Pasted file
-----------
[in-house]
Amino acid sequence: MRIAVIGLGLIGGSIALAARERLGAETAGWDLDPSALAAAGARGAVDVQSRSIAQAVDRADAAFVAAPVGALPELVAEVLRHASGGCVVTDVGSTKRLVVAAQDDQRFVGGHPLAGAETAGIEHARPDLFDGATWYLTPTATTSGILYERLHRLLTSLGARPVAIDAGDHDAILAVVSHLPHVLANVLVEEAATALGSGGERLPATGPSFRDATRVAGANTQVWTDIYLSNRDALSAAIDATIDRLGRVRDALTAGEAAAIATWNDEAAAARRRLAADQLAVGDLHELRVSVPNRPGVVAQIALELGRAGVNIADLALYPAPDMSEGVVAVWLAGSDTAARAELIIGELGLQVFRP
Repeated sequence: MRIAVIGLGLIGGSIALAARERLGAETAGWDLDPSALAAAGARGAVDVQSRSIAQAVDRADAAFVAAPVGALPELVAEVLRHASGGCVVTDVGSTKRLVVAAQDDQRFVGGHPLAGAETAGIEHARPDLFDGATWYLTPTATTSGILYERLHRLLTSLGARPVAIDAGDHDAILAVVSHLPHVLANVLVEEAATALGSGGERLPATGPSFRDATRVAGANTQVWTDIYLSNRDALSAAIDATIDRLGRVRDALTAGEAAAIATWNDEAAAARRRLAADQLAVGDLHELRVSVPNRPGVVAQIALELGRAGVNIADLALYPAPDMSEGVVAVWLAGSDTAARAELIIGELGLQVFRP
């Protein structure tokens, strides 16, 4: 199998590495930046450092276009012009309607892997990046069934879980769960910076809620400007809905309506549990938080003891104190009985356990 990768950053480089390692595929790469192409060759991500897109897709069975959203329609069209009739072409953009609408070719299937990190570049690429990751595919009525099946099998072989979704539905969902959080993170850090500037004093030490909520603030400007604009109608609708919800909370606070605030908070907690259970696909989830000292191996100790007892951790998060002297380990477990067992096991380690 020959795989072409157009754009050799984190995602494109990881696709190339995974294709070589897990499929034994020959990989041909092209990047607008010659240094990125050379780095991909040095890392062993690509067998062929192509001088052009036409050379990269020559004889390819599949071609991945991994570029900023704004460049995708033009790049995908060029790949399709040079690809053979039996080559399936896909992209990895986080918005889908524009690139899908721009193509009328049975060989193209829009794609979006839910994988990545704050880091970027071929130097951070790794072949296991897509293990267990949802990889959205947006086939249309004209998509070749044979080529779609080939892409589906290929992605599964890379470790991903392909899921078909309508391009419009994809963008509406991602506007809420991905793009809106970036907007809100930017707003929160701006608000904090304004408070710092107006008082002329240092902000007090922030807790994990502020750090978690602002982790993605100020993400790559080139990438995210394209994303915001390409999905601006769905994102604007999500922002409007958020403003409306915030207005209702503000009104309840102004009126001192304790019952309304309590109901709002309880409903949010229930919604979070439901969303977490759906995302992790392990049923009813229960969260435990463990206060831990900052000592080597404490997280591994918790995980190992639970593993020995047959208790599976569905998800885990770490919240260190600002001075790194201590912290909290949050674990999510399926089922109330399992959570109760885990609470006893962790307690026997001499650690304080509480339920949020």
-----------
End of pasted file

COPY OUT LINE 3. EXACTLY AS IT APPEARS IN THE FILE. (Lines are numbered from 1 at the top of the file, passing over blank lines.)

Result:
Repeated sequence: MRIAVIGLGLIGGSIALAARERLGAETAGWDLDPSALAAAGARGAVDVQSRSIAQAVDRADAAFVAAPVGALPELVAEVLRHASGGCVVTDVGSTKRLVVAAQDDQRFVGGHPLAGAETAGIEHARPDLFDGATWYLTPTATTSGILYERLHRLLTSLGARPVAIDAGDHDAILAVVSHLPHVLANVLVEEAATALGSGGERLPATGPSFRDATRVAGANTQVWTDIYLSNRDALSAAIDATIDRLGRVRDALTAGEAAAIATWNDEAAAARRRLAADQLAVGDLHELRVSVPNRPGVVAQIALELGRAGVNIADLALYPAPDMSEGVVAVWLAGSDTAARAELIIGELGLQVFRP